|Number of teams||12 (2000–2013)|
|Level on pyramid||1|
|Most championships||Celtic (8)|
The Scottish Premier League (SPL) was the top level league competition for professional football clubs in Scotland. The league was founded in 1998, when it broke away from the Scottish Football League (SFL). It was abolished in 2013, when the SPL and SFL merged to form the new Scottish Professional Football League,with its top division being known as the Scottish Premiership. A total of 19 clubs competed in the SPL, but only the Old Firm clubs, Celtic and Rangers won the league championship.
For most of its history, the Scottish Football League had a two divisional structure (Divisions One and Two) between which clubs were promoted and relegated at the end of each season. However, by the mid-1970s, this organisation was perceived to be stagnant, and it was decided to split into a three divisional structure: Premier Division (formerly Division One), First Division (formerly Division Two) and a newly added Second Division. This system came into force for the 1975–76 season. This setup continued until the 1994–95 season, when a four divisional structure was introduced. This involved the creation of a Third Division, with all four divisions consisting of ten clubs.
On 8 September 1997, the clubs in the Premier Division decided to split from the Scottish Football League and form a Scottish Premier League. This followed an earlier example in England, which came into force during the 1992–93 season. This decision was fuelled by a desire by the top clubs in Scotland to retain more of the revenue generated by the game. Originally, league sponsorship money was divided proportionally between clubs in all four divisions. After the SPL was formed, its clubs retained all of its commercial revenues except for an annual payment to the SFL and a parachute payment to recently relegated clubs.
Teams received three points for a win and one point for a draw. No points were awarded for a loss. Teams were ranked by total points, then goal difference, and then goals scored. At the end of each season, the club with the most points was crowned league champion. If points were equal, the goal difference and then goals scored determine the winner.
Originally the SPL contained 10 clubs, but it subsequently enlarged to 12 for the 2000–01 season and retained this structure until 2013. The increase from 10 clubs to 12 was part of the deal offered to obtain approval from SFL member clubs. After the expansion to 12 clubs, the SPL operated a "split" format. This was done to prevent the need for a 44-match schedule, based on playing each other four times. That format had been used in the Scottish Premier Division but was considered to be too high a number of matches in a league season.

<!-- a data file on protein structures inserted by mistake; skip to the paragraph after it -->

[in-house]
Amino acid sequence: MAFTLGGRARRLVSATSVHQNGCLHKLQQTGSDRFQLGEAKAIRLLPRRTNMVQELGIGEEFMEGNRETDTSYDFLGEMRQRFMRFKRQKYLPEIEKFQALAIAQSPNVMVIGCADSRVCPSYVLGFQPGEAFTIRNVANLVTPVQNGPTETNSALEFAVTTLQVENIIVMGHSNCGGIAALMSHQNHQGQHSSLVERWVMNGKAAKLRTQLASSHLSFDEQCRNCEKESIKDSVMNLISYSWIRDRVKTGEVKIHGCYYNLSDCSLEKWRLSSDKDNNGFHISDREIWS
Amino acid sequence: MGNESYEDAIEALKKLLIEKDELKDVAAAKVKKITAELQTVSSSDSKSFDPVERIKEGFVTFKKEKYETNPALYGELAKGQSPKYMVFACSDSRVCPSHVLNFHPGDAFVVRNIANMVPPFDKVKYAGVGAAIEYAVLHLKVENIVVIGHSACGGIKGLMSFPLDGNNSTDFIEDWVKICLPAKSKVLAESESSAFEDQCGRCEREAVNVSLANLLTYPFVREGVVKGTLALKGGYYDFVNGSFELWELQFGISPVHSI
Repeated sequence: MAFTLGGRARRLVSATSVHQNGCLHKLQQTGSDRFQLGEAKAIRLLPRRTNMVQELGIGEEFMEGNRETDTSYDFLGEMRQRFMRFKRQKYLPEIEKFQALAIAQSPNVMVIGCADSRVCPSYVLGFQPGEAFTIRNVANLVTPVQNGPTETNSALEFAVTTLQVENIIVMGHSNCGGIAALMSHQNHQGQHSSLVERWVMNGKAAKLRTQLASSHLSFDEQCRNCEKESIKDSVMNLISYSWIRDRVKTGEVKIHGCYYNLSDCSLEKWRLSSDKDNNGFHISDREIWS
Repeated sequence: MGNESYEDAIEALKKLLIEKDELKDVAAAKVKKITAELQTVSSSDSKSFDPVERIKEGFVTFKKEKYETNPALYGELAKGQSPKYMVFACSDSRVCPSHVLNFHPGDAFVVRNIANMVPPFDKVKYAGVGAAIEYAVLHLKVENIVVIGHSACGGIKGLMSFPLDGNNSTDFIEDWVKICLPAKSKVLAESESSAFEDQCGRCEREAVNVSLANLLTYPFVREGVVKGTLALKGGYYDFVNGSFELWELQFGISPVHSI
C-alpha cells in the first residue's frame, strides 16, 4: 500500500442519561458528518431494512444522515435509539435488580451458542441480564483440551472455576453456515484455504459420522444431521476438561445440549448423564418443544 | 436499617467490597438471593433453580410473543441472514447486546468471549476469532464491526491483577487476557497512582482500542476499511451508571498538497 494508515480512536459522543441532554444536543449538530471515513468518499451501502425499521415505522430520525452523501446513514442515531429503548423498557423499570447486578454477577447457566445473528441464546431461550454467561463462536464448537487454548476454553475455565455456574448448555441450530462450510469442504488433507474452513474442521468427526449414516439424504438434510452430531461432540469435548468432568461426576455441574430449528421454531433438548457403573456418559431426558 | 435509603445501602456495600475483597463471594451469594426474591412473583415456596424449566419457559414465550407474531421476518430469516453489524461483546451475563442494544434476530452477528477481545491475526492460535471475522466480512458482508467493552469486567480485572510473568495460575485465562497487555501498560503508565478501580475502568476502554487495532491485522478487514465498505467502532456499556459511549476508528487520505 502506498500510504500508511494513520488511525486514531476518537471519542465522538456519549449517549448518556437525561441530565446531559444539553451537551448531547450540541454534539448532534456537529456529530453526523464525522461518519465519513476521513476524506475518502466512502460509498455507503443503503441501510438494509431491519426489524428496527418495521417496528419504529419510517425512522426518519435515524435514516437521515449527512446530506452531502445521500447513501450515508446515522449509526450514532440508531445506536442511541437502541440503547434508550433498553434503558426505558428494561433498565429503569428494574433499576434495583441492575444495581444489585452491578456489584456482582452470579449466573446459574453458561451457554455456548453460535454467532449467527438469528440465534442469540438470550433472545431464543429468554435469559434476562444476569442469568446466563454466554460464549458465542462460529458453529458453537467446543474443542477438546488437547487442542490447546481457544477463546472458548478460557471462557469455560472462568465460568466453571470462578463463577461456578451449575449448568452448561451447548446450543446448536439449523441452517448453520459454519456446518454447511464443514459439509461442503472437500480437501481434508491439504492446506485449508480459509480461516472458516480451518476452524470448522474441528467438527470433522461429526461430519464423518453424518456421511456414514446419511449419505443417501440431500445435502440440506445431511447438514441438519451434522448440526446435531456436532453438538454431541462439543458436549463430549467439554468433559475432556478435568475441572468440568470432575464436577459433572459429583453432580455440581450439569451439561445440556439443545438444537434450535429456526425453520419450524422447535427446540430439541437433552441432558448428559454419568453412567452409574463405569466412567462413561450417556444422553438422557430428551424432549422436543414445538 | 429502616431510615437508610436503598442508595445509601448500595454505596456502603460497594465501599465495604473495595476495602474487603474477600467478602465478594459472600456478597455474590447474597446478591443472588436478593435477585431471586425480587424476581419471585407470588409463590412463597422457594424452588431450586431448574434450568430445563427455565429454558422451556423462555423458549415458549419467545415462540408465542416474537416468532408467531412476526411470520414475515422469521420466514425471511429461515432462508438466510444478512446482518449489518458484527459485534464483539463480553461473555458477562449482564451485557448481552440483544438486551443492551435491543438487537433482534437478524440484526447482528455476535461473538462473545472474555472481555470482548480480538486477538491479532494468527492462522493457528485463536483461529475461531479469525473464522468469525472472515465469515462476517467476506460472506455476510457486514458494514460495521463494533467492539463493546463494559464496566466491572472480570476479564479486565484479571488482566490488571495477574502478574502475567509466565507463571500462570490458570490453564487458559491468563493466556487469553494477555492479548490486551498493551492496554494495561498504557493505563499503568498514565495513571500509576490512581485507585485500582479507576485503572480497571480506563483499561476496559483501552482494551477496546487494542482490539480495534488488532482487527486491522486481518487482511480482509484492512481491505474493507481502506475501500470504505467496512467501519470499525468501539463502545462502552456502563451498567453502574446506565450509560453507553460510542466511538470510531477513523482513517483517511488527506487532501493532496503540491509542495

A season, which runs from August (except in 2011–12, when that season began in July) until May, was divided into two phases. During the first phase, each club played three matches against every other team, either once at home and twice away, or vice versa. After this first phase of matches, by which time all clubs had played 33 matches, the league split into a "top six" and a "bottom six". Each club then played a further five matches against the other five teams in their own section. Points achieved during the first phase of 33 matches were carried forward to the second phase, but the teams competed only within their own sections during the second phase. After the first phase was completed, clubs could not move out of their own section in the league, even if they achieved more or fewer points than a higher or lower ranked team, respectively.
At the beginning of each season, the SPL "predicted" the likely positions of each club in order to produce a fixture schedule that ensured the best possible chance of all clubs playing each other twice at home and twice away. This was known as the league seeding and was based on clubs' performance in previous years.If a club did not finish in the half where it was predicted to finish, it faced the possibility of playing an unequal number of home and away matches. For example, one club would sometimes play another three times at home and once away.
There was criticism of the split season format. In April 2007, Craig Levein labelled it as "rubbish" and a "nonsense", claiming it resulted in lost revenue for clubs and put more pressure on managers,while Rangers manager Walter Smith branded the format as "unfair" and called for an 18-team league to be considered. However, the SPL defended the split format, dismissing the possibility of expanding the league due to a lack of strong enough clubs within the Scottish Football League. In March 2008, Kilmarnock manager Jim Jefferies was the latest to call for a league revamp, claiming the potential for four matches per season against the same opponent was too many.